NYCC: Watchmen Co-Creator Dave Gibbons on the New HBO Series

Comic artist Dave Gibbons is intimately acquainted with the outlaw superheroes of the Watchmen, having inked the characters penned by Alan Moore more than 30 years ago. However, there are still parts of the story that can amaze even him. HBO will be debuting a TV series of the cult classic next year starring Jeremy Irons (Justice League), Regina King (The Leftovers), Don Johnson (Miami Vice), and Tim Blake Nelson (The Ballad of Buster Scruggs). After getting an early look at production, Gibbons offers his happy face stamp of approval.

“I’ve read the pilot episode. It blew me away and came at a very unexpected angle,” Gibbons told fans at the kickoff of New York Comic Con. “It felt very fresh. I am in reasonably close contact with Damon Lindelof who is absolutely a #1 fan.”

Lindelof announced his intentions earlier this year to take the beloved series in a new direction via a lengthy note to fans. Rather than a retelling of the original DC comics series, the show will explore the decidedly new territory, Gibbons assured fans. He was enthusiastic about the original thread and enjoyed seeing his creation take on a new life.

“With the graphic novel, we said everything we had to say about those characters at that time. I’d rather see fresh approaches and new approaches. We always conceived of the graphic novel as having a beginning middle and end. Things that retread that ground rather than expand it, it doesn’t attempt to do any of those things. It felt new to me. It felt up to date.”

Gibbons skipped the specifics of which characters or conflicts might appear on the series. However, the new show will not be completely foreign. The highly stylized tone of the comics will be recognizable on screen. Gibbons confirmed that the adaptation will capture the nature of the original story.

“The central question with Watchmen when Alan and I did it was if superheroes were real what would they really be like and what would that world be like? Superman is perfect and these awesome godlike men are taken for granted. A world that really had supermen would be a different place. It’s interesting to project what would that world be like after 10 years, 20 years.”

Watchmen was first adapted for the screen in Zack Snyder’s popular 2009 feature film. Although the comics are more than three decades old, Gibbons said the timing for a television take was ideal. With superhero adaptations in a golden age, Watchmen is likely to reach a broader audience than it might have in the 1980s. Fan knowledge is more pervasive and the writers will be free to stretch the narrative even further.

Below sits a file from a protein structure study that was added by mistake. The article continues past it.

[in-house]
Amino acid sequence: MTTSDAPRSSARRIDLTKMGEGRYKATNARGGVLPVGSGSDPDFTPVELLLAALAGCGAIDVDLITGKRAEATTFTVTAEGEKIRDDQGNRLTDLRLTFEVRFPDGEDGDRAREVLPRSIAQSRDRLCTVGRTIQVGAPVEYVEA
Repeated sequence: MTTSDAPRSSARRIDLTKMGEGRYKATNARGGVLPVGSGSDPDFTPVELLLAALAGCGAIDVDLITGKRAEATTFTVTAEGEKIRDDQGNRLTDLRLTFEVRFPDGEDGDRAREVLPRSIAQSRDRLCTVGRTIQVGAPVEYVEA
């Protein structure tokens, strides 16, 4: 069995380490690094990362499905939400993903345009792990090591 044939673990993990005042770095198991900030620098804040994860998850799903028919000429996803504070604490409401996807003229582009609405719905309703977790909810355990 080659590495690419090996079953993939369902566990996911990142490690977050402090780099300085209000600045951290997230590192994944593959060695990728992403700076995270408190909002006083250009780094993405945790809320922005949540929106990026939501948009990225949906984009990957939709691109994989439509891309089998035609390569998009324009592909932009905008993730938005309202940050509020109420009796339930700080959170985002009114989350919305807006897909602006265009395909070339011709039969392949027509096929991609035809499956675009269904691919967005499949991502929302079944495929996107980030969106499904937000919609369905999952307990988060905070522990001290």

“Alan and I always felt a 12 or 13-part TV series would have been a cool way to dramatize it in a live action story. In a way, a TV series is an extension of the serial nature of comics. If we had a TV series in the 80s it would have been a cult and had a small audience at the time. Now everybody gets superheroes. When it was written, it was weird, geeky, and out there. Now, we didn’t have to introduce it to the audience. Everybody gets the notion of superheroes and is aware of the conventions.”

If you were hoping to see the original comic series play out on screen, Gibbons has some advice for you. “I think it was Alan Ball who said, ‘You shouldn’t give people what they want. Give them what they need.’ There’s a literal way to do it where one comic is an episode, but this is certainly not a way I expected would be done.”

Watchmen premieres on HBO in 2019.

Featured Image: LOS ANGELES, CA – MARCH 02: Illustrator Dave Gibbons arrives at the afterparty for the premiere of Warner Bros. “Watchmen” at the Avelon on March 2, 2009 in Los Angeles, California. (Photo by Kevin Winter/Getty Images)


Kelle Long

Kelle has written about film and TV for The Credits since 2016. Follow her on Twitter @molaitdc for interviews with really cool film and TV artists and only occasional outbursts about Broadway, tennis, and country music. Please no talking or texting during the movie. Unless it is a musical, then sing along loudly.